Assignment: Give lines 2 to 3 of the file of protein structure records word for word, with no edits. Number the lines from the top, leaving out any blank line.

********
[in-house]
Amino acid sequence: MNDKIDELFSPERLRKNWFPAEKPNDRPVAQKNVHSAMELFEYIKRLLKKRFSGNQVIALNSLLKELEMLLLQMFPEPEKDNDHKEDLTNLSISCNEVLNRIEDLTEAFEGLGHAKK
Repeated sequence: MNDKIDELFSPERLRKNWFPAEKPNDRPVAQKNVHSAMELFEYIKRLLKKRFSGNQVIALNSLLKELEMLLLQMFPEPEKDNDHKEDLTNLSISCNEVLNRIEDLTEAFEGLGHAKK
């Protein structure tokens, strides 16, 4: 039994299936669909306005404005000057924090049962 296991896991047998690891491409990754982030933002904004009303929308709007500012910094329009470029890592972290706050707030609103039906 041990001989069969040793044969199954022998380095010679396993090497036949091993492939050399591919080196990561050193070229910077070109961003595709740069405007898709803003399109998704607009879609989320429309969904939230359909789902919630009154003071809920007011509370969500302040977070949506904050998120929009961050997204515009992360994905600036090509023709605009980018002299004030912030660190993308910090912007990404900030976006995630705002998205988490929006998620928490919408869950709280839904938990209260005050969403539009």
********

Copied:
Amino acid sequence: MNDKIDELFSPERLRKNWFPAEKPNDRPVAQKNVHSAMELFEYIKRLLKKRFSGNQVIALNSLLKELEMLLLQMFPEPEKDNDHKEDLTNLSISCNEVLNRIEDLTEAFEGLGHAKK
Repeated sequence: MNDKIDELFSPERLRKNWFPAEKPNDRPVAQKNVHSAMELFEYIKRLLKKRFSGNQVIALNSLLKELEMLLLQMFPEPEKDNDHKEDLTNLSISCNEVLNRIEDLTEAFEGLGHAKK